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Thursday, September 10, 2015

Super Pressure Balloon

Super Pressure balloon shortly before release. Note the yellow machine on the ground.
While reading about some NASA balloon projects, I came across this picture of the launch of a balloon from an airport in New Zealand. I thought it gave a pretty good idea of the size of the thing.

Super Pressure balloon being inflated. Now you can see how big that machine is.
Especially when you find out that the little bitty yellow device on the ground in the top picture is actually a giant frigging 80 ton crane.

Super Pressure Balloon's route around the bottom of the world.
This was a Super Pressure balloon, designed to maintain a constant altitude for days on end. This one managed to stay aloft for a month before a leak prompted them to bring it down in Australia.
     Most high altitude balloons are zero pressure - the pressure of the helium inside is the same as the air outside. During the day the balloon warms up, the helium expands and the balloon goes up. During the night, it cools off, contracts and the balloon loses altitude. With a Super Pressure balloon, the volume is fixed. It stays the same day and night. Since the volume doesn't change, the altitude doesn't change, at least not as much as a conventional balloon. These things are flying around at an altitude of about 25 miles, three times as high as your typical jetliner.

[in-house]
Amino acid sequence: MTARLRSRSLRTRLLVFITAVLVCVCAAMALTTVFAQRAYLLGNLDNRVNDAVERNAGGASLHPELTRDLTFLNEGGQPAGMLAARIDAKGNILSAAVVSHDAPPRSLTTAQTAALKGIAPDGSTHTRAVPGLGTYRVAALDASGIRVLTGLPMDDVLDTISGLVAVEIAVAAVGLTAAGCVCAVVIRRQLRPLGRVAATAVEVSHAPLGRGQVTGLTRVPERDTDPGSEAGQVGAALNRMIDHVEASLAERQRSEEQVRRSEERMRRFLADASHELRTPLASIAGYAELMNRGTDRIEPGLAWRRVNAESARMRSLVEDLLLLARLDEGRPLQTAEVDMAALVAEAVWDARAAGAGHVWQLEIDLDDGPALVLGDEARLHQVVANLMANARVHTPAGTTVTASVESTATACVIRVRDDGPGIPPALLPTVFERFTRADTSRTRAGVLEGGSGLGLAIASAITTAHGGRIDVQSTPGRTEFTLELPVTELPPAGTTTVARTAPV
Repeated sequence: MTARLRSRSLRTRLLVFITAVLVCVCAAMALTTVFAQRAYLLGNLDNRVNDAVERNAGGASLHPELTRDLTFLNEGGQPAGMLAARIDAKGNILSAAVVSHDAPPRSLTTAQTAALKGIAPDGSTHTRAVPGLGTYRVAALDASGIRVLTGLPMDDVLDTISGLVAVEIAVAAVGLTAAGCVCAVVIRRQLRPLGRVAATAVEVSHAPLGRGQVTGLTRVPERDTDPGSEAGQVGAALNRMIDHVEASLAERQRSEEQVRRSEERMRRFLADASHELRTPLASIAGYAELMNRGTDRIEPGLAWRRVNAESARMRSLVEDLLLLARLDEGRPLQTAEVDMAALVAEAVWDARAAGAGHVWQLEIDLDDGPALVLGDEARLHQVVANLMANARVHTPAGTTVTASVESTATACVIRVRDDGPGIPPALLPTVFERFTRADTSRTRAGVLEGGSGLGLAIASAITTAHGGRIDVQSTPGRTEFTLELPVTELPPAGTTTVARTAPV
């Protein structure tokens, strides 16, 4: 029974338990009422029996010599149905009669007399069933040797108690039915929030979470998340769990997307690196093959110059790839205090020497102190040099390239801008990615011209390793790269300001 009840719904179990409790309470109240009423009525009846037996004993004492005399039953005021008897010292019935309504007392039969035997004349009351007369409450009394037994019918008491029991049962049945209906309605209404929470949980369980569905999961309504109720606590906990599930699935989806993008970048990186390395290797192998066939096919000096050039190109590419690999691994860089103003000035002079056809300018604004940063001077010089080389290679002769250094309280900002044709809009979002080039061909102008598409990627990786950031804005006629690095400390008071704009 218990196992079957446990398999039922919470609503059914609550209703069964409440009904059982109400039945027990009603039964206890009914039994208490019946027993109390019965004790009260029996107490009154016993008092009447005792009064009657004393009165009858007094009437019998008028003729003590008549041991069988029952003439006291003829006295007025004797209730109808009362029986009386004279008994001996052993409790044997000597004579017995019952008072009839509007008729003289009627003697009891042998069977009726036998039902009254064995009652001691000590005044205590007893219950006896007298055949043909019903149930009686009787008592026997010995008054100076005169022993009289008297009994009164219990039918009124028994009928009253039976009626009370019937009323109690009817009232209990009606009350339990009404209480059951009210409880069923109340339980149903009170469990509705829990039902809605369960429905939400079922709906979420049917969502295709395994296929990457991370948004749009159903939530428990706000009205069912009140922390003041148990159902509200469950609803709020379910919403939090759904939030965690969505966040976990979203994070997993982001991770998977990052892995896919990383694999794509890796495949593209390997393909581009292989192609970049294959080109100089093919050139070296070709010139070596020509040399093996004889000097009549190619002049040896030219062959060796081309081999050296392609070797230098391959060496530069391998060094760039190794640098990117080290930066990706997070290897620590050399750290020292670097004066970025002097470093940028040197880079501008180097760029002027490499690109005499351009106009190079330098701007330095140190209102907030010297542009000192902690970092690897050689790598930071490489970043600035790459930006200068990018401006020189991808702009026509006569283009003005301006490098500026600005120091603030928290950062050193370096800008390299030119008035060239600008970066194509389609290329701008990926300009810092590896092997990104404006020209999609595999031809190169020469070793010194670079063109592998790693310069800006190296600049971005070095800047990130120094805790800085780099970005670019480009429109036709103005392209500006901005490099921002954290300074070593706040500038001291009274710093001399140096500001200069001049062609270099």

I suspect the term 'Super Pressure' is a bit of a misnomer. I suspect you would be hard pressed to be able to measure the pressure in the balloon when it is at altitude. Since there is almost no air at that height, it wouldn't take much to keep the balloon inflated. Just how much pressure? At 33.5 kilometers, which was this balloon's nominal altitude, the atmospheric air pressure is about 19 millibars, so one millibar of pressure is probably enough to keep this thing happy. (Ground level air pressure is around 1,000 millibars.)


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